(Some of this piece may appear in another work, because I like parts of it. For now, it’s a brief exploration)
To the untrained eye, the main floor of the Luna Nova was a chaotic mix of people and species. However, an experienced patron could read the topography and tectonics of the room.
Jastian Wells was hip deep in the second group.
With that knowledge, a person could, he knew, see the enforcers and the normal joes, the Almasti and the shtriga, and read the affiliations, alliances, and feuds. Reading the room was, therefore, reading the city.
He visually swept the room, taking note of who and what was there. The Carusos and Narvos had half the room between them, which meant their short lives alliance was dead. And that meant Torvald lost the bet and owed him.
Jastian unconsciously, and subtly, checked the handful of knives about his person as raised voices came from the bar. He glanced over . . . a big shifter, who’d obviously had a few too many, looked about to go furry on a skinny Black guy, whose bearing and eyes screamed shtriga. The Luna’s security was already closing in, a mountainous gargoyle and her whipcord Almasti partner. The Luna’s strict policies on magic, bronze, silver, and long blades kept damage to a minimum, but the staff liked to stop trouble before it got too far.
As he relaxed, a heavy set, middle aged man stopped by his table. Smelled like a werebeast, canine probably.
“But, the barman . . .”
“Well, he was wrong.”
He must have still been able to pull off the ‘bad ass’ face because the were only paused a second before muttering an apology and beating a hasty retreat.
Jastian made a mental note to speak with Kira, the bar manager. He hadn’t used the Marcus alias in several years. Not since changing his calling and profession. A lifetime ago.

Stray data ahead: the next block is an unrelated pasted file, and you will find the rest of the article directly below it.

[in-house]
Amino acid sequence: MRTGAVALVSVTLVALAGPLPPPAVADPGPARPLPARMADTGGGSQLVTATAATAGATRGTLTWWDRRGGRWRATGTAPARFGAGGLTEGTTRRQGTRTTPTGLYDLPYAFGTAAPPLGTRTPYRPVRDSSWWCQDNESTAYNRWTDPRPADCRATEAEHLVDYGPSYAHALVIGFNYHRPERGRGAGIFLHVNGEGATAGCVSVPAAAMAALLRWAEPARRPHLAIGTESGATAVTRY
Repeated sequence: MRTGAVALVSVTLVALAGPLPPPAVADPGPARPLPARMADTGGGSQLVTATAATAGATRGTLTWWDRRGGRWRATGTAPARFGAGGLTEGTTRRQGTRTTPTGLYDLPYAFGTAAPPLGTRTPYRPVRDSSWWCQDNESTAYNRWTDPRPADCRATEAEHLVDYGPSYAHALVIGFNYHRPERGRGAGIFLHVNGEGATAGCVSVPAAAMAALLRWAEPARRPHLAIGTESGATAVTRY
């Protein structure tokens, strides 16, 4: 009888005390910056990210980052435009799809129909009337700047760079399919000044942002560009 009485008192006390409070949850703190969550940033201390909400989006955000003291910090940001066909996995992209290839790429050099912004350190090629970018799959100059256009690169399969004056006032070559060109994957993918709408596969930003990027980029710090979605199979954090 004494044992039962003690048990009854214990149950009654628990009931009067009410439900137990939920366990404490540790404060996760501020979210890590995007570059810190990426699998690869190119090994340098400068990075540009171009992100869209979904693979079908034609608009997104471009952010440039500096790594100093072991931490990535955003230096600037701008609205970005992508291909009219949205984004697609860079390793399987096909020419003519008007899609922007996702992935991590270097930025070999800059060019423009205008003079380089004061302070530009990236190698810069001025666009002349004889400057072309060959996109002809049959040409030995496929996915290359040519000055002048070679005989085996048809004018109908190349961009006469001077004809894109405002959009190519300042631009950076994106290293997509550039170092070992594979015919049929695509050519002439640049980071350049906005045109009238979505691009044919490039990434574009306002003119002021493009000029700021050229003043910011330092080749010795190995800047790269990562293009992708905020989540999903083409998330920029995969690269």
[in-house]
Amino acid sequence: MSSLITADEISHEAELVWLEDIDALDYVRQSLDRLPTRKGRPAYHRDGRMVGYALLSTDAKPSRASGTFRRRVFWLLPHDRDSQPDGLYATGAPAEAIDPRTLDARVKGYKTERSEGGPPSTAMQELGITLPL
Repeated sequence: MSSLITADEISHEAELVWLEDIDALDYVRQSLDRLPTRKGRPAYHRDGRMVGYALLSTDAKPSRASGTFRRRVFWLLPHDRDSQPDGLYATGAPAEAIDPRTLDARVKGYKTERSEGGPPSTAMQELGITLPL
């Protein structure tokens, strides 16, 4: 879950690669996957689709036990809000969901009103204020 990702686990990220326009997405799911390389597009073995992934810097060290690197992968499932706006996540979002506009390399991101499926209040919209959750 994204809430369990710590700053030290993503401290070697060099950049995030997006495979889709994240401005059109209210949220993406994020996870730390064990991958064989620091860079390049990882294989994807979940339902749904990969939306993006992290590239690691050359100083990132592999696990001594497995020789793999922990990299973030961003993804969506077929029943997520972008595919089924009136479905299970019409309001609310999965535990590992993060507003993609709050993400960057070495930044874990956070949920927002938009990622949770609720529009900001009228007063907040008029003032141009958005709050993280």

Besides, he was waiting on a probable client, not on the market.
The Luna Nova had started its life as a werebeast bar. They liked the joke in the name. Within a year, he’d heard, it became the place all the local beast changers hung out. Then all the changers. In a few years, Luna had acquired a reputation as the place to go to hire freelance changer talent. Pretty soon, the entire community began frequenting the place. The once little werebeast bar became a major night spot for all magical peoples in the city.
His reverie was interrupted by a trim, fit man just starting to go grey around the temples. Meeting his eyes, Jastian decided the man had been starting to go grey for a couple centuries.
At the man’s nod, he gestured toward the empty chair.
He waited for Cutter to get settled, and let the other man start.
“Mister Wells, are you familiar with Bareth Oren?”
“The number two man in the Three Horns’ presence in Caerik? Somewhat.” The man didn’t smell dead, so not a vampire. Didn’t smell of blood either, so not shtriga.
“The people I represent wish to meet with him face to face, not through intermediaries, to discuss business.”
“And? I don’t know him well enough to introduce you.”
“Not to worry, Mr. Wells. We will arrange a date through other channels. I require someone to ensure my arrival in Caerik, to the meeting, and back to Earth again. Someone familiar with Faere, Caerik, and our counterparts in that city.”
“And you don’t want the families, houses, et cetera on this side, or the authorities on the other, to know about this trip, I assume.”
Cutter nodded, almost imperceptibly, “Of course.”
“So the Talville gate is out on this side. The major players monitor it constantly. You have a gate opener?”